Soybean prices of $13/bu. are not justified by fundamentals.
Soybeans have been the brightest star in commodity markets for several months now, but price pressure might be heading your way. "Chicago (the Board of Trade) is overvalued," said Thomas Mielke, executive director of ISTA Mielke GmbH, Oil World, a research organization based in Hamburg, Germany.
"Global production is bearish. Soybean prices of $13/bu. are not justified by fundamentals," he said. "There is a relatively high likelihood that prices will decline, but timing is the issue," Mielke said at the Oilseed & Grain Trade Summit Oct. 22 in Minneapolis. "I expect weaker soybean and meal prices in the medium term." World production of oils and fats is growing faster than consumption, he added. "Total oilseed production is increasing sharply. The price outlook is not bullish."
Mielke forecasts that South America will produce a record soybean crop of 155 million metric tons (MT) of soybeans in 2013/14, up 10 million MT from 2012/13. The one unknown, however, is Argentina, the No. 3 world producer. That’s because of drought on 70% of Argentina’s soybean area. Planting is way behind normal as a result. "It’s not too late, but time will be running out over the next four weeks," Mielke said.
One reason why soybean prices are still so strong is huge logistical challenges in both Brazil and Argentina. "They have huge production on paper but can’t move it," Mielke said. "The world needs U.S. supplies." He noted that China has begun "investing aggressively" in South America’s soybean export infrastructure.
Mielke pointed out that while the U.S. is a major soybean exporter, as a whole, it is a net importer of fats and oils. At times of late, it has even imported soybean oil from Argentina, he said.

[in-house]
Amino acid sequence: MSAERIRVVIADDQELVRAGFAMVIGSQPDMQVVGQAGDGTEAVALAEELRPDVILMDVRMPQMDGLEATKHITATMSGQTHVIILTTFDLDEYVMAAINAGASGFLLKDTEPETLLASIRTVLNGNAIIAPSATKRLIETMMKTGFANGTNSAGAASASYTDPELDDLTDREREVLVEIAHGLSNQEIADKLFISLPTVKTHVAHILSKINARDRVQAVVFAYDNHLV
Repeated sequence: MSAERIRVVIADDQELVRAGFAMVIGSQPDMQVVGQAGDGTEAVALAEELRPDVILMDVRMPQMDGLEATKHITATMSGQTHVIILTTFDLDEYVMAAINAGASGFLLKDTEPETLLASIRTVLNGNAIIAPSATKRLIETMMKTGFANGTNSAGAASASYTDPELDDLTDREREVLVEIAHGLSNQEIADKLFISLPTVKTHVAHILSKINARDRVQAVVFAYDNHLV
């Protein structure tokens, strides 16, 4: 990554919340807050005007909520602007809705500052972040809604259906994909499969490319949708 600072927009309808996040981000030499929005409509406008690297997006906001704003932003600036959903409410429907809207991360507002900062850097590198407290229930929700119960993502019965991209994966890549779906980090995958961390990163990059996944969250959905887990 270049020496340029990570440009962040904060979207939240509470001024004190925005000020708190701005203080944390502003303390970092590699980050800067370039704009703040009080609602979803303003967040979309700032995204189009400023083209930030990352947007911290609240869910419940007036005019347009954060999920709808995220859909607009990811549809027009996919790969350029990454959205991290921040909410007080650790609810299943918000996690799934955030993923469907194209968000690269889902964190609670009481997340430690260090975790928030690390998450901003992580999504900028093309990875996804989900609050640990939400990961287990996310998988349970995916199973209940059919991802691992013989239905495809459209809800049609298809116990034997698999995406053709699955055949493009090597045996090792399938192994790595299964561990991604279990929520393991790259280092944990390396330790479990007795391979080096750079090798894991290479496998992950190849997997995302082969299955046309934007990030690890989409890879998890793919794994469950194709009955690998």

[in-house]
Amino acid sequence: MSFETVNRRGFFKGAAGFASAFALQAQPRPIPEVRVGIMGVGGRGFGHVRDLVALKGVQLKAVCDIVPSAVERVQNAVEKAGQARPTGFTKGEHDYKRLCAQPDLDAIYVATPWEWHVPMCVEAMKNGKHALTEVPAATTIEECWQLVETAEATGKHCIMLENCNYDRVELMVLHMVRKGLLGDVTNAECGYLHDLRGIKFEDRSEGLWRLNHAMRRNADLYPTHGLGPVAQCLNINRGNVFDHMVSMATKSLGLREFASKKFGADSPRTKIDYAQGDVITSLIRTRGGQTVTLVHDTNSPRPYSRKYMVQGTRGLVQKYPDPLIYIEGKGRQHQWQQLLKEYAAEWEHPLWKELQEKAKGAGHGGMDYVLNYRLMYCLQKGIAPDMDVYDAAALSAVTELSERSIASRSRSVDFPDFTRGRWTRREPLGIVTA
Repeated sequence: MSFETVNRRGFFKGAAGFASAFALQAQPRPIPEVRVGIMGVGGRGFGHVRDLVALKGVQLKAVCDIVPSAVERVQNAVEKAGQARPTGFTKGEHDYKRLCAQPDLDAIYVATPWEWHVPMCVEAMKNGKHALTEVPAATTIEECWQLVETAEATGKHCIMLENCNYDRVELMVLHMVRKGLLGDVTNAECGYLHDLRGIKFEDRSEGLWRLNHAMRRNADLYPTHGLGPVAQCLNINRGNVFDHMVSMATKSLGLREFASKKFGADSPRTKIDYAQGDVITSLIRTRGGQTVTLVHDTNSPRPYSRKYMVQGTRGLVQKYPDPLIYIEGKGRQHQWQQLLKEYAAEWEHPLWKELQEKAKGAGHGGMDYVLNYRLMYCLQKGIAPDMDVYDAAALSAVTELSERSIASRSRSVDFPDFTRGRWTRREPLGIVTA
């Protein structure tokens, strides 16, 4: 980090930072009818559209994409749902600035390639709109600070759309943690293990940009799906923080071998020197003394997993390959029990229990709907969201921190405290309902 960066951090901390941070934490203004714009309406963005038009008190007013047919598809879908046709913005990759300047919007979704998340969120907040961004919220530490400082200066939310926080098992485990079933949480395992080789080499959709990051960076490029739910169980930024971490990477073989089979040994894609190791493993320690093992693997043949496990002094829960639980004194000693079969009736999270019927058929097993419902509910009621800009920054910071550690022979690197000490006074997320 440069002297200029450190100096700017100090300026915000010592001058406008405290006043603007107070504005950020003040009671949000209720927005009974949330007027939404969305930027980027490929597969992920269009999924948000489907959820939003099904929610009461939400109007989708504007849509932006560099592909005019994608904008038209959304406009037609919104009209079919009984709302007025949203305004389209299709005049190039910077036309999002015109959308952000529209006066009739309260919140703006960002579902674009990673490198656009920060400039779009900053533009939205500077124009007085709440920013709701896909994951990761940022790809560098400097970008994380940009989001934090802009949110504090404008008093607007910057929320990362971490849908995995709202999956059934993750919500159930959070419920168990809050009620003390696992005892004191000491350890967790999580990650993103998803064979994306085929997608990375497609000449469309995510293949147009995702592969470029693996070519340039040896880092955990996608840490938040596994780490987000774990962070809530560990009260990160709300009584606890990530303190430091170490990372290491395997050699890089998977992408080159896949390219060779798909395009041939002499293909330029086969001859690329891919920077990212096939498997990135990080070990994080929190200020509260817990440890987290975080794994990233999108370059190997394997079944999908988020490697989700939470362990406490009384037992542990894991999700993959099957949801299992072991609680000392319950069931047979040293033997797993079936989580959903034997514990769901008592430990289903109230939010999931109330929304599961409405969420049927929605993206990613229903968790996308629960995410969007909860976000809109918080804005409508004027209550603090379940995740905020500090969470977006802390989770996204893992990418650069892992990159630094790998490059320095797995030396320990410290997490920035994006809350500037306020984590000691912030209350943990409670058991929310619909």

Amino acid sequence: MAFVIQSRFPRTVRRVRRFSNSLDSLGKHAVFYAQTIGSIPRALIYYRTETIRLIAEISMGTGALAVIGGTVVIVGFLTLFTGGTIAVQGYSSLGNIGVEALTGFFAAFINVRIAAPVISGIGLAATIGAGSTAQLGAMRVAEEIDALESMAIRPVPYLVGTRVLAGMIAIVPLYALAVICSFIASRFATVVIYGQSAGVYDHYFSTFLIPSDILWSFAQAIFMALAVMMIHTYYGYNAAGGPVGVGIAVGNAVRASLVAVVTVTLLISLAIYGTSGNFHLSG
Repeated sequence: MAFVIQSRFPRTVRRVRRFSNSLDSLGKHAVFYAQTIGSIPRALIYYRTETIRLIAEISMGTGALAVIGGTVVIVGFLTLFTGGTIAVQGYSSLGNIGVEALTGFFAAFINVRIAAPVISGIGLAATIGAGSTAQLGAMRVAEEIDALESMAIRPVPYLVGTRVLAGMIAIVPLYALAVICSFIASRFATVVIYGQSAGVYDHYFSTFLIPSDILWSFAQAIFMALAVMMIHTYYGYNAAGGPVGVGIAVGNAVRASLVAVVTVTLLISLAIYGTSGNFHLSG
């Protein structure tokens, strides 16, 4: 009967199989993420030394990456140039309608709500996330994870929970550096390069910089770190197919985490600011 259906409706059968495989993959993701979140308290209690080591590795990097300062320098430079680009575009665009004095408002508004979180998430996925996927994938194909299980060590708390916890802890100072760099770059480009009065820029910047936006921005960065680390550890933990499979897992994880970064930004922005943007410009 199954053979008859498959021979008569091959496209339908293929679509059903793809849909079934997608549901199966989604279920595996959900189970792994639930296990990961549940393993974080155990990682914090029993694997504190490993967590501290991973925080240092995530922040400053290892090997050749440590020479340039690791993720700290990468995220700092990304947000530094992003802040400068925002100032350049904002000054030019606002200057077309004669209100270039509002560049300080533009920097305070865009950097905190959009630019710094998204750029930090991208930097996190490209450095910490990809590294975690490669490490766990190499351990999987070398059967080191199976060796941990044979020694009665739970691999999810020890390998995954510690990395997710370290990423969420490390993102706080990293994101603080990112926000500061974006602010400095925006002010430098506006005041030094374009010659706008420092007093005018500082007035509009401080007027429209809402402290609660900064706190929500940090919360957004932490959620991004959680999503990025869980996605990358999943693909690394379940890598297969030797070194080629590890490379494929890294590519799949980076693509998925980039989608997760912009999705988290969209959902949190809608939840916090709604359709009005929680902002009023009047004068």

The good news: The demand outlook soybean oil is a positive one, Mielke said. Demand for biodiesel in particular is increasing substantially, with a growing host of countries implementing plans to increase its use. "This is quite a change," he said. Brazil and Indonesia have announced major biodiesel projects. "It’s very likely that Brazil will have a 7% biodiesel mandate," Mielke said. In addition, Argentina is exporting biodiesel to Africa and Iran because it’s economical to use it, he said.
As a result, while he believes soybean futures are overvalued, soybean oil futures are actually undervalued. "The growth of biodiesel will have an effect on price." Because soybean oil cannot be produced without also producing meal, he looks for weaker meal at the same time soybean oil prices increase.
Mielke expects China to continue to be a large importer of soybeans and has a stated goal to increase its stocks. One shift is that China is importing more soybeans and less meal as it has become the world’s largest soybean crusher. The result, he added, is that Brazil is exporting more soybeans, less product, to China. Overall, he predicts strong demand for the next 10 to 15 years.
Soybean oil also has more competition from increasing palm oil, Mielke said. "Palm oil production has doubled every 10 years since 1980." He expects that rate of production expansion to slow down to 2020, however. "Palm oil has become the most important oil, replacing soybean oil and that trend will continue," he said. Palm oil now makes up 60% of oil exports. "We have to face it. This is (impacting) the price of soybean oil and profits of farmers. A palm tree is like a milk cow. You can’t stop it from producing."